Woman of Straw: The Dinner Suit

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Woman-of-Straw-Dinner-Suit

Like most of the clothes in Woman of Straw, Sean Connery’s black dinner suit closely resembles its counterpart in Goldfinger. But this time the dinner suits are different. Both have notched lapels, a single-button fastening and no vents. The biggest difference is that the lapels on this dinner jacket are narrower than the lapels in Goldfinger. This dinner jacket also adds gauntlet cuffs like Connery previously wore in Dr. No and From Russia With Love. Connery wears it for the same type of occasion as he does in Goldfinger: a small, private dinner. Just like the older men Bond has dinner with in Goldfinger, the older Ralph Richardson in this scene wears a shawl collar dinner jacket.

Woman-of-Straw-Dinner-Suit-2

The dress shirt from Frank Foster has a spread collar, small pleats on the front, mother of pearl buttons down the placket and double cuffs. Connery wears it with a narrow black bow tie and a white linen pocket handkerchief folded with a single point. If he is wearing a waist covering, it can’t be seen.

Woman-of-Straw-Dinner-Suit-3

36 COMMENTS

  1. Seeing Connery outside of his Bond attire is always going to be something of a mixed bag…because Connery isn’t always going to play the distinguished gentleman. However, I could this a highlight and even seems to be American-influenced…as this doesn’t seem to be quite as contoured as his typical Bond-garment. Curious was this a MTM or an OTR?

    • Look closer at his Bond tailoring. It’s not so contoured either, but it still has more shape than an American suit. Anthony Sinclair cut Connery’s suits with less waist suppression to make his athletic figure look more elegant. I’m almost certain that this is the same black dinner suit that he wears in Goldfinger.

      • I’m curious, how does less waist suppression make someone’s figure more “elegant”? I would have thought that showing that someone is athletic would look better and more aesthetically pleasing to the eye.

      • A typical athletic figure has an 8″ drop. Connery had a 13″ drop, and if the waist of the jacket reflected that the lines would be too severe and not very elegant. It would more likely end up looking rather feminine.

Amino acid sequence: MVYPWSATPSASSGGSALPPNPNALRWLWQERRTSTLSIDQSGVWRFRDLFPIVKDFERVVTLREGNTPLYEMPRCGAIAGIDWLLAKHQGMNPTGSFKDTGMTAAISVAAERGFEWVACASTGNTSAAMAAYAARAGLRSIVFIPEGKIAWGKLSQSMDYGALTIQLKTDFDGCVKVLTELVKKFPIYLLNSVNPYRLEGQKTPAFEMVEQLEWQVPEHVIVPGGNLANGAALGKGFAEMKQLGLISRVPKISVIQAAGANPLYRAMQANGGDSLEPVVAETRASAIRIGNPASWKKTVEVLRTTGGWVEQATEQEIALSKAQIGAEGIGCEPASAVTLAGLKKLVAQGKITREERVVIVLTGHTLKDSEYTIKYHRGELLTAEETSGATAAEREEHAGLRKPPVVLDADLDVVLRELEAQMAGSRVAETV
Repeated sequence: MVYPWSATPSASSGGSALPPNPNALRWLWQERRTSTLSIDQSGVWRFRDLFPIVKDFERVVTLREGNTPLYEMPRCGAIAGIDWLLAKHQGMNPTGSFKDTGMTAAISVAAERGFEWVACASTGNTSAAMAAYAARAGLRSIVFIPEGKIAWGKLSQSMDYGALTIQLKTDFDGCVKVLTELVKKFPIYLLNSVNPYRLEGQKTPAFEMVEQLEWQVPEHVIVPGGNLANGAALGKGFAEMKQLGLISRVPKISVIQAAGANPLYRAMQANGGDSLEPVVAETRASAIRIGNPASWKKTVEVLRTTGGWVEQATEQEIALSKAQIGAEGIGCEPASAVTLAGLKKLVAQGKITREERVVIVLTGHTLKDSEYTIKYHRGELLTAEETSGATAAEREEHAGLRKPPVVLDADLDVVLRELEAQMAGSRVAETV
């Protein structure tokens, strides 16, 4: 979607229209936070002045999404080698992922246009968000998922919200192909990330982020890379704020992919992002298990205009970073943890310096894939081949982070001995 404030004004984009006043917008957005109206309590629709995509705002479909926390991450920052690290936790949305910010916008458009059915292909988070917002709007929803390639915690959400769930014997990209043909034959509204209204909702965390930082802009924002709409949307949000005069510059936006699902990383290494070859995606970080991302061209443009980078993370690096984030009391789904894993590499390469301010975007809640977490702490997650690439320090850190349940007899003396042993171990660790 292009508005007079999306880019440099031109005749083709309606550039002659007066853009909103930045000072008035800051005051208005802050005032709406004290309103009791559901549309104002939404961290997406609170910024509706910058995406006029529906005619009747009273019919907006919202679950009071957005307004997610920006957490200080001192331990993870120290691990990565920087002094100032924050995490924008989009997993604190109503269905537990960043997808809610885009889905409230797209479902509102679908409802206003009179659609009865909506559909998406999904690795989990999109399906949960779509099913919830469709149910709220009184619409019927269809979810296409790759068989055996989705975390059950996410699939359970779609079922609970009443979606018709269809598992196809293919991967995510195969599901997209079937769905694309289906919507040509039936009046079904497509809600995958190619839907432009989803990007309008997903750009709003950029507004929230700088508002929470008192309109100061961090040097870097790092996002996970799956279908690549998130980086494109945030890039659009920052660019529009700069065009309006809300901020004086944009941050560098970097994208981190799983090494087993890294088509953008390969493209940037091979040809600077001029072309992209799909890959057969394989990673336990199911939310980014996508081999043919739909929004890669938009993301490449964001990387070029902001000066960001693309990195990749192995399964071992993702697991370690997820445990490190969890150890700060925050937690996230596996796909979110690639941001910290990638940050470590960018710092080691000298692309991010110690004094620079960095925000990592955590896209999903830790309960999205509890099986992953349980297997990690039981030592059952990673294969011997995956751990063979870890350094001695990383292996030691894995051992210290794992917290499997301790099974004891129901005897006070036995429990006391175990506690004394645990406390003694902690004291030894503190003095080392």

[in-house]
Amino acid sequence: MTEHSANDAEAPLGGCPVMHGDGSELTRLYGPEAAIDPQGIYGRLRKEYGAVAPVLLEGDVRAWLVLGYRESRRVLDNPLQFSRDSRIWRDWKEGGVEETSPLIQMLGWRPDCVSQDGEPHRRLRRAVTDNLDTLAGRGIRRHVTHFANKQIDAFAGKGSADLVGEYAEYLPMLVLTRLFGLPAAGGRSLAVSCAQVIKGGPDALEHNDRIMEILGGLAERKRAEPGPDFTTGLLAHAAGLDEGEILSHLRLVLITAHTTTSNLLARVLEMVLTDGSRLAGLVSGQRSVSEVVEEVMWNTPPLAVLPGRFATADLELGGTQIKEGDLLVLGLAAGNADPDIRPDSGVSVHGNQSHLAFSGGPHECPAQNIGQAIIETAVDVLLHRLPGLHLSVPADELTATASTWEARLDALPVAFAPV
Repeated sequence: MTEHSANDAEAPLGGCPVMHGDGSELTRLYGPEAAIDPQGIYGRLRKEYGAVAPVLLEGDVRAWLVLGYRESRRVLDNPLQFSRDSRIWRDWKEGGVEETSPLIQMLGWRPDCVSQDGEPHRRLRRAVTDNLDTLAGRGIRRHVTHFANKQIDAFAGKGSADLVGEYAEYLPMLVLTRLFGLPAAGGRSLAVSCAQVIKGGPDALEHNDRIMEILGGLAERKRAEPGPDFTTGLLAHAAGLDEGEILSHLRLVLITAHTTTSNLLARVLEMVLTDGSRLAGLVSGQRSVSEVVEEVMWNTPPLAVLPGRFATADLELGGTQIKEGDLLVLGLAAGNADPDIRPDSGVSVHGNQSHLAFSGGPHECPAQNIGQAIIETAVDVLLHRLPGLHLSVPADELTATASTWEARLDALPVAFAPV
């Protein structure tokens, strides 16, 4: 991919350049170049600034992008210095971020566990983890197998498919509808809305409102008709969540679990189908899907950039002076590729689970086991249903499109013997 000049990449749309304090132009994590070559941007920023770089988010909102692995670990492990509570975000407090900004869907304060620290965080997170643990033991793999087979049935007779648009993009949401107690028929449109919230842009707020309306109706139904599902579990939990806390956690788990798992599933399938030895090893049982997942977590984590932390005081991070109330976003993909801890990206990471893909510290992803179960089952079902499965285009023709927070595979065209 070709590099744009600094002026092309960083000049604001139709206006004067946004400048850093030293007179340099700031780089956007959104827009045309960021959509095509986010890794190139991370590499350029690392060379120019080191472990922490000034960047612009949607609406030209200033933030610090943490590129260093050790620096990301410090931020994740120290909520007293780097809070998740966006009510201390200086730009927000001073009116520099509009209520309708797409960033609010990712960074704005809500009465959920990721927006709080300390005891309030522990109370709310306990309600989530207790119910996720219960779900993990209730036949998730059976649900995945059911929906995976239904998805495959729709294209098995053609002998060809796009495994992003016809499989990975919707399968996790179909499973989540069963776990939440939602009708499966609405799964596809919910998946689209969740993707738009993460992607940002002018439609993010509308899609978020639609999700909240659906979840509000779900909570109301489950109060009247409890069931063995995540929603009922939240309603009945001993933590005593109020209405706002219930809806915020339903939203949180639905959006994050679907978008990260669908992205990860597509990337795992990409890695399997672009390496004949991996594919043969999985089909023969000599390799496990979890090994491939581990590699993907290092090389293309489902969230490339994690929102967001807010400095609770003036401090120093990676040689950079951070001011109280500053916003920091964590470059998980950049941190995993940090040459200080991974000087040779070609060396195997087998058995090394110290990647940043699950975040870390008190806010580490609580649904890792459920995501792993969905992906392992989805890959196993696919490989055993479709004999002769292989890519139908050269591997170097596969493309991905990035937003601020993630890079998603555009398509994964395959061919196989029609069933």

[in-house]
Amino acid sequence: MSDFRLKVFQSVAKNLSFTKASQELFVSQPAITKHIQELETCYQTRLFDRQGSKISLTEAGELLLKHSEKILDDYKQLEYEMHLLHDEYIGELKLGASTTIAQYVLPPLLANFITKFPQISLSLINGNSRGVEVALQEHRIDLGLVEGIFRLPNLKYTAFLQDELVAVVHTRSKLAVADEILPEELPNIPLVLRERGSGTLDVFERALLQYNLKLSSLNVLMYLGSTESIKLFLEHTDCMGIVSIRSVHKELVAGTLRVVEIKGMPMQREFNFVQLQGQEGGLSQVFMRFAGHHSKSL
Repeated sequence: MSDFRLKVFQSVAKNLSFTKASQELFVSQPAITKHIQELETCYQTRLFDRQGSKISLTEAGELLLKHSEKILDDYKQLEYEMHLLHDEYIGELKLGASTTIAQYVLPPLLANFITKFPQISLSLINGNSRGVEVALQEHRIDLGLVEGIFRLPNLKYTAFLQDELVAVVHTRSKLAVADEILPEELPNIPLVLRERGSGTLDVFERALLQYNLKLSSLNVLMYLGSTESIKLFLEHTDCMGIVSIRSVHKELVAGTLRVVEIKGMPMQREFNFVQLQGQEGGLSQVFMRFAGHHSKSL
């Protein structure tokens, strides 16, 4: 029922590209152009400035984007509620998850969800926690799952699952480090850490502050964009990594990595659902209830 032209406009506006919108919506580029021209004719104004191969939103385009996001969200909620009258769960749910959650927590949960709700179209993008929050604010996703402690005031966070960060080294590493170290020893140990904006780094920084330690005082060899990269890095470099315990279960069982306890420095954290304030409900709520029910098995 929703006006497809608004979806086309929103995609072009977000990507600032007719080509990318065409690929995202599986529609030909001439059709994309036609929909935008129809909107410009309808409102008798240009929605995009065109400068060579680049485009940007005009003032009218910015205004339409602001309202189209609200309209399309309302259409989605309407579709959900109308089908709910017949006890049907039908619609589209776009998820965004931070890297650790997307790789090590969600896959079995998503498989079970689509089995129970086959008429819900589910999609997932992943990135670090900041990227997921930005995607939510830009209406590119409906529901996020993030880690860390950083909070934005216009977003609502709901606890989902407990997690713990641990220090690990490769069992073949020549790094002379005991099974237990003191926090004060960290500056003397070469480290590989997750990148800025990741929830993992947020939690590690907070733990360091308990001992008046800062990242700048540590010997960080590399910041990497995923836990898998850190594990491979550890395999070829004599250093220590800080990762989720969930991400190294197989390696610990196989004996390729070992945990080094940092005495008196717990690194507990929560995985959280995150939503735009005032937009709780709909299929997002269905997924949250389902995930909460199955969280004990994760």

2. The suit looks good. I just watched the film last month and quite enjoyed it. I think it’s unfair to say Connery is a mixed bag. He was a film star long before we had celebrities on the TV 24/7 and could literally find out their clothing choices day by day. For the most part you have to go wardrobe from film to film, which ultimately is up to the designer and costuming people far less than the star.

    Perhaps Matt you could do a feature or two on outfits worn on the talk shows (Letterman, Carson, Leno…) of the bonds and see who really does dress the best.

      • Poor old Sir Sean won’t be on any more talk shows. I had wondered why I hadn’t seen him on anything until I heard recently that he was diagnosed with Alzheimers in 2010.

      • Having now just “Googled” around it seems that these reports of his illness were as they say “greatly exaggerated”!

      • It will be interesting to see the evolution of how people dressed on talk shows. My completely uneducated guess is that the 70s and 90s would be the times when men dressed most casually on those shows…

  3. But the Connery and Moore’s suits for Bond movies remained of propety of the actors?
    In other words,Conney plays the “Woman of straw” with his own
    wardrobe, with many suits cut for Goldfinger?

  4. This is terrific. I am not a big fan of the concept of notch lapels on a tuxedo, but two of the best of the Bond series have notch lapels – this one (assuming it is the same one as in Goldfinger) and Roger’s in Octopussy https://www.bondsuits.com/?p=2083%5D

    Both used in, as Matt has pointed out, intimate dinner settings.

    Also, Matt are you going to cover Roger’s tux from Moonraker? Is it the same one as in Spy?